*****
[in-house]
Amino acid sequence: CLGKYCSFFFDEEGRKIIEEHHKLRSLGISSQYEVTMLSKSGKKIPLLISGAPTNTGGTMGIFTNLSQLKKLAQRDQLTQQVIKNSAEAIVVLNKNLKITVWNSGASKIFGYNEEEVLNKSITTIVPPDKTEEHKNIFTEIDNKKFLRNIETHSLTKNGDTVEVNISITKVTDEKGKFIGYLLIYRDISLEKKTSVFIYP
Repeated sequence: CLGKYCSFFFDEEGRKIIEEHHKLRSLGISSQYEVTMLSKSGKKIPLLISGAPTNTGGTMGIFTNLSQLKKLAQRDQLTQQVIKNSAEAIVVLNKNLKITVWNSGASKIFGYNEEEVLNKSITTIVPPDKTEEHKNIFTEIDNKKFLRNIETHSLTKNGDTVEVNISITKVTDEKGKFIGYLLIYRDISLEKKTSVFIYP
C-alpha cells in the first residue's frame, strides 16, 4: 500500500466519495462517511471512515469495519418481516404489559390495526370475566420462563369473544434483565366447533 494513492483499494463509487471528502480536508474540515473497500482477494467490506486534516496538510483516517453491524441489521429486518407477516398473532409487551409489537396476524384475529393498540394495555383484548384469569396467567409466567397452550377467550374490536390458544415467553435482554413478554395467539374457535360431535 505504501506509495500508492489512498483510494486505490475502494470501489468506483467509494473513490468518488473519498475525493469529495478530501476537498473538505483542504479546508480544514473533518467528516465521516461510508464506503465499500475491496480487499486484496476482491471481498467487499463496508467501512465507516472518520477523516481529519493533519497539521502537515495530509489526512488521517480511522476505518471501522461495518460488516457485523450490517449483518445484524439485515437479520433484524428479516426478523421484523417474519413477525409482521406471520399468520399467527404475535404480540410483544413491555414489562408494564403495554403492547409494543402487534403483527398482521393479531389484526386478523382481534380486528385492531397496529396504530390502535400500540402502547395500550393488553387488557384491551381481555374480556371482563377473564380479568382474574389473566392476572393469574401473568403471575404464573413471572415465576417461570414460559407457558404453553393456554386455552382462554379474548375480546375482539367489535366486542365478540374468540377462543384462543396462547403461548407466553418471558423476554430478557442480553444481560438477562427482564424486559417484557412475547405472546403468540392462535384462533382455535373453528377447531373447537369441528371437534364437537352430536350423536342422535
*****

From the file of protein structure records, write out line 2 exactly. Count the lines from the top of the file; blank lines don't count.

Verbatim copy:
Amino acid sequence: CLGKYCSFFFDEEGRKIIEEHHKLRSLGISSQYEVTMLSKSGKKIPLLISGAPTNTGGTMGIFTNLSQLKKLAQRDQLTQQVIKNSAEAIVVLNKNLKITVWNSGASKIFGYNEEEVLNKSITTIVPPDKTEEHKNIFTEIDNKKFLRNIETHSLTKNGDTVEVNISITKVTDEKGKFIGYLLIYRDISLEKKTSVFIYP